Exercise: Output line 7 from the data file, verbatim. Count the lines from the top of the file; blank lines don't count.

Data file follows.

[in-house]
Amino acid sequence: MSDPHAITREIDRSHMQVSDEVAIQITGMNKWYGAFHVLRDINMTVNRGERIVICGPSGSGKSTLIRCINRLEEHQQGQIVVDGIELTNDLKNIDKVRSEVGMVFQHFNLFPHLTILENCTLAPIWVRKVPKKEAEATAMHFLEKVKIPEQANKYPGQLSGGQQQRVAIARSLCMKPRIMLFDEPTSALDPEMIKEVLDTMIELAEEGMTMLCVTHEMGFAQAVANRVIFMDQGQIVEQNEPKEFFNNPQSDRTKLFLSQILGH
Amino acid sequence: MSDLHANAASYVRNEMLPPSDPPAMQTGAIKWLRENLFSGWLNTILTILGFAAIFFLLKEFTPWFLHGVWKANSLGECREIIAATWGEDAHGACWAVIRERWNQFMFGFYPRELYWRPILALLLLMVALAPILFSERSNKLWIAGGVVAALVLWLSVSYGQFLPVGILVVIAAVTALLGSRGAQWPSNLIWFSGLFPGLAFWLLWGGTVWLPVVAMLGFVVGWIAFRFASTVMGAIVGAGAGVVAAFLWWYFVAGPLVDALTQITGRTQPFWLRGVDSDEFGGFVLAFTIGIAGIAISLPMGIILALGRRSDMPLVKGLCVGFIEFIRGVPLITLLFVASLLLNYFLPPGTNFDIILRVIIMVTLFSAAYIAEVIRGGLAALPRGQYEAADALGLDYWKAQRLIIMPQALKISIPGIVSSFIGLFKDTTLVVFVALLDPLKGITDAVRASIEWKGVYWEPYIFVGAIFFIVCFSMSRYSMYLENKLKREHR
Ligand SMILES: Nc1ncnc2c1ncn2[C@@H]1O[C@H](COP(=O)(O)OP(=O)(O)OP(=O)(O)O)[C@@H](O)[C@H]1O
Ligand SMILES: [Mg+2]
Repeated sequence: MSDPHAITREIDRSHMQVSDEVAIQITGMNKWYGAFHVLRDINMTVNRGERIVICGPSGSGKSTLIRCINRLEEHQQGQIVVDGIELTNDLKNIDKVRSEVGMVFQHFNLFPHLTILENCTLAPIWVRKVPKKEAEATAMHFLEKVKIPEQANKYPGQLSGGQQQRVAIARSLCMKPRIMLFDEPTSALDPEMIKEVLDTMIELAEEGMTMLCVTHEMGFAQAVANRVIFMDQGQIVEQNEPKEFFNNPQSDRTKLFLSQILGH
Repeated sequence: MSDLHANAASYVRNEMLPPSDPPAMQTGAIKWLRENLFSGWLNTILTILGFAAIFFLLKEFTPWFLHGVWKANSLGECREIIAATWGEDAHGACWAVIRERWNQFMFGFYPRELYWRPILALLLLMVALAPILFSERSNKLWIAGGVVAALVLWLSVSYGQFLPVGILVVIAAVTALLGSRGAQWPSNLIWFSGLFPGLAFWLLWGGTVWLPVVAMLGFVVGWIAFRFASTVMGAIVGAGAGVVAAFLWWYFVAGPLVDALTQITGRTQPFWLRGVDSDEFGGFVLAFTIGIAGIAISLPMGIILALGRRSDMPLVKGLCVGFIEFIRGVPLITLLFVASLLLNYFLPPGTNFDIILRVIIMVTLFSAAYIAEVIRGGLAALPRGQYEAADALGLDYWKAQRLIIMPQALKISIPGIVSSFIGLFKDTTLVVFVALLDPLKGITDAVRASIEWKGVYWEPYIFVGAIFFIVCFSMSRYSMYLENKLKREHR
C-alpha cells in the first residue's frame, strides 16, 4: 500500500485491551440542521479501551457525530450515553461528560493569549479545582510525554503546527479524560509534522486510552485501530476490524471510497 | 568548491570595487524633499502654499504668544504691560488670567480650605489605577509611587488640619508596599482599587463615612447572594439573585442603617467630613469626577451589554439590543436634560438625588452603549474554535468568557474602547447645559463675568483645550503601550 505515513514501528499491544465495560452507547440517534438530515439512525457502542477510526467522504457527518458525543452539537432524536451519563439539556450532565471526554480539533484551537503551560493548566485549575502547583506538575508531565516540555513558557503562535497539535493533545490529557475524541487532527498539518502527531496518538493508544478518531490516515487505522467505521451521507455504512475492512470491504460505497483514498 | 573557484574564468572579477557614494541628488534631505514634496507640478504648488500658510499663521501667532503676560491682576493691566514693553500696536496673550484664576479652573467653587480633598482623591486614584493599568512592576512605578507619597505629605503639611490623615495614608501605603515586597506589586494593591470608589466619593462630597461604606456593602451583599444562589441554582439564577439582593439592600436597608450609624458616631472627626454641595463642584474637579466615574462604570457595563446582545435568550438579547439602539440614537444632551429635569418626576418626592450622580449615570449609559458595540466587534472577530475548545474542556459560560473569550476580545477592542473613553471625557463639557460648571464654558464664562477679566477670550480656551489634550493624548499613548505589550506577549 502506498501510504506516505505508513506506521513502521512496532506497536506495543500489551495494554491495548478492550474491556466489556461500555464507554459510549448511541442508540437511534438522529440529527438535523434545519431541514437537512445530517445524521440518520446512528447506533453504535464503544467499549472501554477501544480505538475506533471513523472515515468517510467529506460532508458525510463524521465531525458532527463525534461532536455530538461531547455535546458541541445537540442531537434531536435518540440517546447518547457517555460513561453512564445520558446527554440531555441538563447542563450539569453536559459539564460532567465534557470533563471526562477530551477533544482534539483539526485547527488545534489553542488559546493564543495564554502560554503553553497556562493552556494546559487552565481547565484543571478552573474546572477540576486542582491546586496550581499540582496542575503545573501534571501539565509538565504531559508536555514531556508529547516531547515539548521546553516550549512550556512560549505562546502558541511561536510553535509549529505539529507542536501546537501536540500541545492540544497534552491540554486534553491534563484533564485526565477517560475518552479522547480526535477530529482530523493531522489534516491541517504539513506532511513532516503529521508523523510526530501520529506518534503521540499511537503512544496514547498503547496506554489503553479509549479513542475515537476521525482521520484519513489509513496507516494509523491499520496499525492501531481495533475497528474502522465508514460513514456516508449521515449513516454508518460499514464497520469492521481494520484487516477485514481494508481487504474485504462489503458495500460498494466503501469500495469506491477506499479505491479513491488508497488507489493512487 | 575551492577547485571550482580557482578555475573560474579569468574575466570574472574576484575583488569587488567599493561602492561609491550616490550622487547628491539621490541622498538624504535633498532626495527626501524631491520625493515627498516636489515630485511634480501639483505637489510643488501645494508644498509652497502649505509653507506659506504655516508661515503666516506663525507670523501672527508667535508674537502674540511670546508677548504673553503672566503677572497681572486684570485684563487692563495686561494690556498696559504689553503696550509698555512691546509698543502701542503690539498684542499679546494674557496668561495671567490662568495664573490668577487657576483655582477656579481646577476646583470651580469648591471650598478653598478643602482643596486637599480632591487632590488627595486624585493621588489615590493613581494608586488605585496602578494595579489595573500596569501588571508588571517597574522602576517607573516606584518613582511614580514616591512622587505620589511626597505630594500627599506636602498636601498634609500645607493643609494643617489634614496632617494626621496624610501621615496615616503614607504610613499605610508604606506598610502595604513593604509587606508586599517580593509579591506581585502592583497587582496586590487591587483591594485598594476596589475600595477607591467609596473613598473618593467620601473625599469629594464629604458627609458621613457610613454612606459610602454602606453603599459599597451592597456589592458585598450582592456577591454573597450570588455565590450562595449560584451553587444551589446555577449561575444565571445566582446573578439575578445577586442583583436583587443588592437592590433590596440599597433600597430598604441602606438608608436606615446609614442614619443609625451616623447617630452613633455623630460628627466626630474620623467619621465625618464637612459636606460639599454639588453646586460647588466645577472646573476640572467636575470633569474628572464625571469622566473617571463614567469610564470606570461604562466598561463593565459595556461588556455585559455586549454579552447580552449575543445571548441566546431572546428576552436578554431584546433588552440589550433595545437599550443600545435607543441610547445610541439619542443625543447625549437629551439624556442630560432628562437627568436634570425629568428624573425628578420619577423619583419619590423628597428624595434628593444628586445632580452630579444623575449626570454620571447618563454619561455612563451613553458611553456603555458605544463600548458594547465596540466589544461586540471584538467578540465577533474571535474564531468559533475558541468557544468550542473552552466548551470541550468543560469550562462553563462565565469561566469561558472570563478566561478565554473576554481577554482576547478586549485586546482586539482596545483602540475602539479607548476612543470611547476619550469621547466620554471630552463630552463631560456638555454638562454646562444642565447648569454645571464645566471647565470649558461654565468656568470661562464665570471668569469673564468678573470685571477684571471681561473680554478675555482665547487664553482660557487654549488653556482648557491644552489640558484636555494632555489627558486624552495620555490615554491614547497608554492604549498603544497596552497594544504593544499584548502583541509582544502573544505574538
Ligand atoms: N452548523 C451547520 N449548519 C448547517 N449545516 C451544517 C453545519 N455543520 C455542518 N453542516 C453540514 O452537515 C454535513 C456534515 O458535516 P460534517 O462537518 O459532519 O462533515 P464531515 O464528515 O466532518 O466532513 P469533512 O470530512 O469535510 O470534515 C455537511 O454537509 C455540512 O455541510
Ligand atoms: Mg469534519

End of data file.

Repeated sequence: MSDLHANAASYVRNEMLPPSDPPAMQTGAIKWLRENLFSGWLNTILTILGFAAIFFLLKEFTPWFLHGVWKANSLGECREIIAATWGEDAHGACWAVIRERWNQFMFGFYPRELYWRPILALLLLMVALAPILFSERSNKLWIAGGVVAALVLWLSVSYGQFLPVGILVVIAAVTALLGSRGAQWPSNLIWFSGLFPGLAFWLLWGGTVWLPVVAMLGFVVGWIAFRFASTVMGAIVGAGAGVVAAFLWWYFVAGPLVDALTQITGRTQPFWLRGVDSDEFGGFVLAFTIGIAGIAISLPMGIILALGRRSDMPLVKGLCVGFIEFIRGVPLITLLFVASLLLNYFLPPGTNFDIILRVIIMVTLFSAAYIAEVIRGGLAALPRGQYEAADALGLDYWKAQRLIIMPQALKISIPGIVSSFIGLFKDTTLVVFVALLDPLKGITDAVRASIEWKGVYWEPYIFVGAIFFIVCFSMSRYSMYLENKLKREHR